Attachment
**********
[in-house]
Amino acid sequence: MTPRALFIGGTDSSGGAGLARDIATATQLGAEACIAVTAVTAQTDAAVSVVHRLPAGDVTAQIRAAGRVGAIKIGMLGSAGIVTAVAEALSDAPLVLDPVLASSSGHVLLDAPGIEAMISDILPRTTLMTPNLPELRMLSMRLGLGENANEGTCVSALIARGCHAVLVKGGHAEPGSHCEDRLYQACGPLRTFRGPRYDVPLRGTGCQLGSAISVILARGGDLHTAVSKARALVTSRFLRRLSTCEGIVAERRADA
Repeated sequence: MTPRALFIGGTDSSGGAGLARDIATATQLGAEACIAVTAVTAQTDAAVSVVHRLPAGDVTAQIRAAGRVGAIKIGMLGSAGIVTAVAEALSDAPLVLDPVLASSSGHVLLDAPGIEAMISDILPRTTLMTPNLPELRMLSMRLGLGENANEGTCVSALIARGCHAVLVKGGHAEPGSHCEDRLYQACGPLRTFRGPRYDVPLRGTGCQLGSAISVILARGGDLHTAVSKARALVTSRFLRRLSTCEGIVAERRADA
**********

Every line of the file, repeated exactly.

[in-house]
Amino acid sequence: MTPRALFIGGTDSSGGAGLARDIATATQLGAEACIAVTAVTAQTDAAVSVVHRLPAGDVTAQIRAAGRVGAIKIGMLGSAGIVTAVAEALSDAPLVLDPVLASSSGHVLLDAPGIEAMISDILPRTTLMTPNLPELRMLSMRLGLGENANEGTCVSALIARGCHAVLVKGGHAEPGSHCEDRLYQACGPLRTFRGPRYDVPLRGTGCQLGSAISVILARGGDLHTAVSKARALVTSRFLRRLSTCEGIVAERRADA
Repeated sequence: MTPRALFIGGTDSSGGAGLARDIATATQLGAEACIAVTAVTAQTDAAVSVVHRLPAGDVTAQIRAAGRVGAIKIGMLGSAGIVTAVAEALSDAPLVLDPVLASSSGHVLLDAPGIEAMISDILPRTTLMTPNLPELRMLSMRLGLGENANEGTCVSALIARGCHAVLVKGGHAEPGSHCEDRLYQACGPLRTFRGPRYDVPLRGTGCQLGSAISVILARGGDLHTAVSKARALVTSRFLRRLSTCEGIVAERRADA